25 Comments
  • If ISPs had issues when Netflix started to use all the bandwidth, they're going to definately going to shi a brick when Google starts rolling stadia out.
  • They're not going to shi a brick. They're going to cash in on the overages. They're going to throttle people, and offer gamer plans for a 'bit' more money.
  • Well said, it's almost like what's currently happening with TV streamers.
  • Indeed. From what I've read, even @4K HDR the bandwidth requirements are still less than half that of Stadia on max settings.
  • Honestly, what did people expect? Data doesn't just magically transfer and we are talking ridiculous amounts of information being sent, you could make it smaller but image quality will suffer, that's a fact.
  • I didn't expect differently. I'm actually worried about the data consumed with just 1080p. It will certainly be more than video, and that eats a lot over a month. I'm still looking forward to streaming in the future, just when I'm not paying for data. 😜
  • Agreed, and I'm in a sucky situation where Australia's mobile internet is amazing, we're 5th or 6th in the World, but our home broadband is abysmal, around 30th-40th. As a result there is not a single provider that offers meaningful data limits for mobile internet, only home broadband, because they know that if you could actually get unlimited mobile (or even a 1 or 2 TB plan) there isn't a sane person alive that wouldn't use it for their home internet. It's so very frustrating. Even our upcoming fast internet, NBN, which is only in select areas at the moment, is still slower than our 4G mobile network, it's insane. And they've already started rolling out 5G which broadens the gap even further.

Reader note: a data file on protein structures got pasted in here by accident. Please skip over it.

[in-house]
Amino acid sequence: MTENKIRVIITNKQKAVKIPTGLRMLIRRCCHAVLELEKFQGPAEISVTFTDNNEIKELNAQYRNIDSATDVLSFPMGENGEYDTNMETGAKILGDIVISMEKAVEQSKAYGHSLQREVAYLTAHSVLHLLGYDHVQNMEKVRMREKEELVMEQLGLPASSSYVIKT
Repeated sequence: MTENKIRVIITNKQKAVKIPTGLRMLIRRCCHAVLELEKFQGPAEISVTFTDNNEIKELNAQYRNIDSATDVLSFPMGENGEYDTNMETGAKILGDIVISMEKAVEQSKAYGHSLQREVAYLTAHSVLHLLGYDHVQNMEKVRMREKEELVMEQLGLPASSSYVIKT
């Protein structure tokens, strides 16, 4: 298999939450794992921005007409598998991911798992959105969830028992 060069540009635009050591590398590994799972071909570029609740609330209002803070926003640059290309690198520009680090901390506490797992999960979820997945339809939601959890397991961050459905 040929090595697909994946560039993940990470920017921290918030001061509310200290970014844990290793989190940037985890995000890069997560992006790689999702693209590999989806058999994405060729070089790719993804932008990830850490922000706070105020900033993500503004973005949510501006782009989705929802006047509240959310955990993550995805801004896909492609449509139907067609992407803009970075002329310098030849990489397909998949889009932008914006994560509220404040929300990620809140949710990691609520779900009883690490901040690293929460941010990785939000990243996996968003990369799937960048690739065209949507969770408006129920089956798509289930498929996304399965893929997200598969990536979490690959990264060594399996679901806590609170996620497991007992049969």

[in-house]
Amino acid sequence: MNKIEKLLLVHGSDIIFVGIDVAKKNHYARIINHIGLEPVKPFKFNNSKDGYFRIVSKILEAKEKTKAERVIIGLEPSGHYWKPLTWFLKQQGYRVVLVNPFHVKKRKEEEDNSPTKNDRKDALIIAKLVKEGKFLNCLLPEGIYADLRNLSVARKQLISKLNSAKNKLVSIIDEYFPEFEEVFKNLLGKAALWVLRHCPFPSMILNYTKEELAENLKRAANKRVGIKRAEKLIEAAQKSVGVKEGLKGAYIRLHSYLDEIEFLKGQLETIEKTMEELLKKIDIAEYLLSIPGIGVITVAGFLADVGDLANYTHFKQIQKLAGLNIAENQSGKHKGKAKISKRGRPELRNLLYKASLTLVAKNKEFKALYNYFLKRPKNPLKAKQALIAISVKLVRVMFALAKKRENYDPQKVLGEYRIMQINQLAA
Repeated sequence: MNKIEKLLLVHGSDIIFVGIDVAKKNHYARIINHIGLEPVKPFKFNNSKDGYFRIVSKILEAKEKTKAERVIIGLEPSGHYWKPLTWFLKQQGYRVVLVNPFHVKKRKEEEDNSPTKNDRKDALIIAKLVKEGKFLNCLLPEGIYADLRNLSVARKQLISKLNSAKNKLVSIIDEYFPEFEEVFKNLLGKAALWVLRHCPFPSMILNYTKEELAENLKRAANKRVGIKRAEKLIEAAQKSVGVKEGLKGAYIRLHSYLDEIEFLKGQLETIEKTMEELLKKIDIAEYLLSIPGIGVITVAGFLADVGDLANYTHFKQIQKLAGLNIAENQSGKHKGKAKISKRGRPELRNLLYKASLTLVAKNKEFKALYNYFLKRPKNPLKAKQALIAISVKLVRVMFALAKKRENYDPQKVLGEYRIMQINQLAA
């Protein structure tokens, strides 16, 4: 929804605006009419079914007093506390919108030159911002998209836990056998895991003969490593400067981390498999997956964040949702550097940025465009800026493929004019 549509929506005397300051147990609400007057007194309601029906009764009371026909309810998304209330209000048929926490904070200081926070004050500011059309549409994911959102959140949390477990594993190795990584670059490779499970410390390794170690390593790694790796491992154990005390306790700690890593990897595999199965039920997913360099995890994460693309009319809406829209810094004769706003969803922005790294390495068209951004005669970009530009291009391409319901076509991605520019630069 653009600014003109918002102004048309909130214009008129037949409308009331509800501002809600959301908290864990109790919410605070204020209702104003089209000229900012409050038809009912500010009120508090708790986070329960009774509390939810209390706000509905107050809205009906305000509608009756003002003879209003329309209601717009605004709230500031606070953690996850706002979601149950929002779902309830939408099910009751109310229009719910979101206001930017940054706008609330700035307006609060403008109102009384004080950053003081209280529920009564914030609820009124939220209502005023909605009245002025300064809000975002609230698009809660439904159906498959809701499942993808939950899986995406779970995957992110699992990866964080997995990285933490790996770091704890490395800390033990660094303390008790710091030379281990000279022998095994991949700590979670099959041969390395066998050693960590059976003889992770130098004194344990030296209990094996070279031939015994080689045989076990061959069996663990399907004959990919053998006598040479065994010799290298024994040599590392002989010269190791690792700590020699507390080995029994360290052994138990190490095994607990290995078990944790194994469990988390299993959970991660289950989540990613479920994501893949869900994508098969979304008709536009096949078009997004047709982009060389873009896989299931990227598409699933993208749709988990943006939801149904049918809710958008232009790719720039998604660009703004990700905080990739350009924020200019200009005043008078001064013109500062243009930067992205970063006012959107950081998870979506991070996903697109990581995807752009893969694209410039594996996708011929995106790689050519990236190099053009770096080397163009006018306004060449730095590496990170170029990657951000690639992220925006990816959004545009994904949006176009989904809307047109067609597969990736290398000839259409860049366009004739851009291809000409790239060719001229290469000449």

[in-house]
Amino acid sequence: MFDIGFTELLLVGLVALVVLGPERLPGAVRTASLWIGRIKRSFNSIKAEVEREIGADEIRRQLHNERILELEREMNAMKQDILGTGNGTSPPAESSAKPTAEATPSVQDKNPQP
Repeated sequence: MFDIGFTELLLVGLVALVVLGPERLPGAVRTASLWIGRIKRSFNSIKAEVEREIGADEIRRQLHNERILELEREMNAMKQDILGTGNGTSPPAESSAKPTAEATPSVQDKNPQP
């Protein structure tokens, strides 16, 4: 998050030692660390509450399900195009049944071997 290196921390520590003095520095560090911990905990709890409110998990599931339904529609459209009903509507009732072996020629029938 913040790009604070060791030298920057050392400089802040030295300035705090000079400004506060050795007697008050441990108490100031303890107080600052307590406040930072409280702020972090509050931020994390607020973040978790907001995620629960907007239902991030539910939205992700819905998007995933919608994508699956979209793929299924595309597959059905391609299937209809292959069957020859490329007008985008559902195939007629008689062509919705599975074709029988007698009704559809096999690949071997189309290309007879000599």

• Ah, the advantages of a small country. I can barely get good cell service in my house, forget outside major cities. Home speeds are the same, good in the city, suck or non-existent in the boondocks.
  • In the US at least our relatively poor internet infrastructure and ISPs who are slow to upgrade and who overcharge for inferior products make this a poor option for serious gamers. Basically the same for xCloud. Home internet is going to be just like cell phone data soon. Everything will be outrageously expensive and more data will cost way more. Wasn't capitalism and competition supposed to make this better not worse?
  • It already is like that. Most big ISPs charge for a data cap now, at least in some of their markets. People act like 1 TB is a ton of data, not in 2019!
  • To be fair, even for wireless routers at home, they're going to struggle with congestion if everyone starts throwing streaming gaming into the mix. There is a finate amount of wireless bandwdith that has to be shared between not only your router's wifi signal, but everyone else who has a wifi router close by as well.
    And while 35 MB/s isn't much for a very fast wifi connection like Wifi 6, older wifi standards like wifi 4 (802.11n) definately will do if all your neighbours start to chugg on the stadia juice at the same time.